Christian Organizations Are Doing More for Hurricane Relief than FEMA

Candy Dellendy places detergent into buckets during a flood bucket making event at Dayspring United Methodist Church

 

Sunday morning at church, we had the opportunity to show love to some evacuees from Hurricane Irma. As hundreds of thousands of people fled Florida and traveled through Georgia, churches across the South have stepped up to serve.

With the double threats of Harvey and Irma the last two weeks, we've seen the church shine when it comes to hurricane relief. From providing shelter to donating new and used items, Christians are showing tremendous love to those in need.

Churches and other Christian organizations have led the way in item donations after Hurricane Harvey devastated Texas. For many of these congregations and non-profits helping others is simply a way of life. As USA Today puts it:

In a disaster, churches don’t just hold bake sales to raise money or collect clothes to send to victims; faith-based organizations are integral partners in state and federal disaster relief efforts. They have specific roles and a sophisticated communication and coordination network to make sure their efforts don’t overlap or get in each others’ way.

In fact, Christian organizations are doing more than the Federal Emergency Management Agency (FEMA) in response to Harvey and Irma. Faith-based organizations mobilize quickly, and Christians tend to act generously in times of need. The advantage to receiving aid from churches and other faith-based charities is that the states and localities do not have to repay Christian non-profits the way they must pay back FEMA dollars.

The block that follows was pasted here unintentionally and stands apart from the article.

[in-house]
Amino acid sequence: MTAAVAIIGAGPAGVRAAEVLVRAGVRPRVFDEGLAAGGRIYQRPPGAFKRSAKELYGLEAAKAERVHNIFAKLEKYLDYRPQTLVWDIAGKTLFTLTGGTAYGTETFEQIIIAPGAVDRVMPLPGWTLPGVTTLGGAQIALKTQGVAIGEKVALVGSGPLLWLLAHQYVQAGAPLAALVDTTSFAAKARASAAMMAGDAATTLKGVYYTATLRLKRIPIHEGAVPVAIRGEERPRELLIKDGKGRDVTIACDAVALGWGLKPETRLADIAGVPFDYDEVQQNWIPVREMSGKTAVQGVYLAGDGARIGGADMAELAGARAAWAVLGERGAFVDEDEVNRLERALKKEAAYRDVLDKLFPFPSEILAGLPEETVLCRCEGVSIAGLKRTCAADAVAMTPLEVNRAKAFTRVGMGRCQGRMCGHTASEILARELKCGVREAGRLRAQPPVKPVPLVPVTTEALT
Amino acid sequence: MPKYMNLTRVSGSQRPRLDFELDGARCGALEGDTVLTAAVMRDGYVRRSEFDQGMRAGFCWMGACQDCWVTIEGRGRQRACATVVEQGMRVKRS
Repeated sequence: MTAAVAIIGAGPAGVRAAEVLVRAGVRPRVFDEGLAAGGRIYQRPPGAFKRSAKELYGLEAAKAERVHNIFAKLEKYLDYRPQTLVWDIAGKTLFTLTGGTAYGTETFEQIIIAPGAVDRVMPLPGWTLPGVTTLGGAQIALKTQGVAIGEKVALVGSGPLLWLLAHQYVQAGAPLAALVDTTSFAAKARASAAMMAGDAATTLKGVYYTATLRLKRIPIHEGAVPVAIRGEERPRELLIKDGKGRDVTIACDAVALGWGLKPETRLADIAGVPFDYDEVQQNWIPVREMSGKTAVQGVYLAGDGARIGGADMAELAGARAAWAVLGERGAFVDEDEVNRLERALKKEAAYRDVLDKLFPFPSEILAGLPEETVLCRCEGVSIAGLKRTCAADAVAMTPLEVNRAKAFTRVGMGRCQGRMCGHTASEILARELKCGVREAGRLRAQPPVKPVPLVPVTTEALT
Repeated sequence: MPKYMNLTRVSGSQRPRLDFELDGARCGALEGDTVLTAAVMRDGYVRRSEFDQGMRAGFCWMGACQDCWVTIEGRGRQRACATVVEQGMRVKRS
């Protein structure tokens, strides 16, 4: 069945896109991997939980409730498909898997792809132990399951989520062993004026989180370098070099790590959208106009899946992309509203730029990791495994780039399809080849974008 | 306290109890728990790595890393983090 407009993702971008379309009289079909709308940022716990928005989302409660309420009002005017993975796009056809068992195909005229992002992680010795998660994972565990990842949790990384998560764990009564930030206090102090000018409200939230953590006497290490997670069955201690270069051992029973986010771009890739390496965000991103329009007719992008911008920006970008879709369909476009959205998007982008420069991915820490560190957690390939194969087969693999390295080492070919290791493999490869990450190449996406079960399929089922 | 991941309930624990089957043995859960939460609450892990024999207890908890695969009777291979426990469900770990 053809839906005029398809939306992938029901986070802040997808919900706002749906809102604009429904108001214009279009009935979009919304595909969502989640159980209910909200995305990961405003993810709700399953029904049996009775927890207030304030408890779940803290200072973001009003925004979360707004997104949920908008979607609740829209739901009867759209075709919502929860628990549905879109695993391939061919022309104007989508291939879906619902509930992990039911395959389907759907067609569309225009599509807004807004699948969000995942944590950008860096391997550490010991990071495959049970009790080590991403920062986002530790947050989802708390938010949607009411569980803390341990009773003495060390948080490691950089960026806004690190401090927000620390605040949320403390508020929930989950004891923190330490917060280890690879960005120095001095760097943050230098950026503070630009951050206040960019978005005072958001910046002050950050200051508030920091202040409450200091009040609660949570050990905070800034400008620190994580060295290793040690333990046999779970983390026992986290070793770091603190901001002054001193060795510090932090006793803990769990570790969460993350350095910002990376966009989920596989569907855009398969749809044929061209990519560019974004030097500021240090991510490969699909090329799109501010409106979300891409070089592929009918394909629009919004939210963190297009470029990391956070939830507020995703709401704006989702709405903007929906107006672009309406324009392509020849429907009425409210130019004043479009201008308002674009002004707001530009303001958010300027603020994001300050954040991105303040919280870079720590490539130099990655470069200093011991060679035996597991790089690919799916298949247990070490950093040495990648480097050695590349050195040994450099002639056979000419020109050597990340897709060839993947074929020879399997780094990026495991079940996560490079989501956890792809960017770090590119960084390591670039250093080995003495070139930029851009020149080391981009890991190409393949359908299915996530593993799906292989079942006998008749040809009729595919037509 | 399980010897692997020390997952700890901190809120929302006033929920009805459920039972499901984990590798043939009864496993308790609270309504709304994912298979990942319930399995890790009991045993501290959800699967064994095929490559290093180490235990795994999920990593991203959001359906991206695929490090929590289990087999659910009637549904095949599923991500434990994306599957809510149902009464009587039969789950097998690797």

Many of the organizations that FEMA directs donors to are faith-based. USA Today reports:

Over and over again in public comments as Hurricane Harvey was soaking Texas and Louisiana, FEMA administrator Brock Long asked concerned citizens to go to NVOAD.org to make donations – that is National Voluntary Organizations Active in Disaster, the alliance of volunteer organizations that are helping FEMA channel disaster assistance into the affected areas. About 75% of the organizations that are part of the alliance are faith-based.

Denominational organizations work hard to put together aid for those in need. The Seventh Day Adventists and the United Methodist Committee on Relief have been in the public eye assisting victims of Harvey and Irma, and the relief arms of other denominations have taken in donations and put boots on the ground all over the South as well.

Individual churches have pitched in — just look at any local church's website or Facebook page, and you'll see ways that congregation is helping out. Other non-denominational faith-based groups – some with immediately recognizable names — are doing their part as well. Convoy of Hope has provided meals for those who needed food the most in the aftermath of both storms.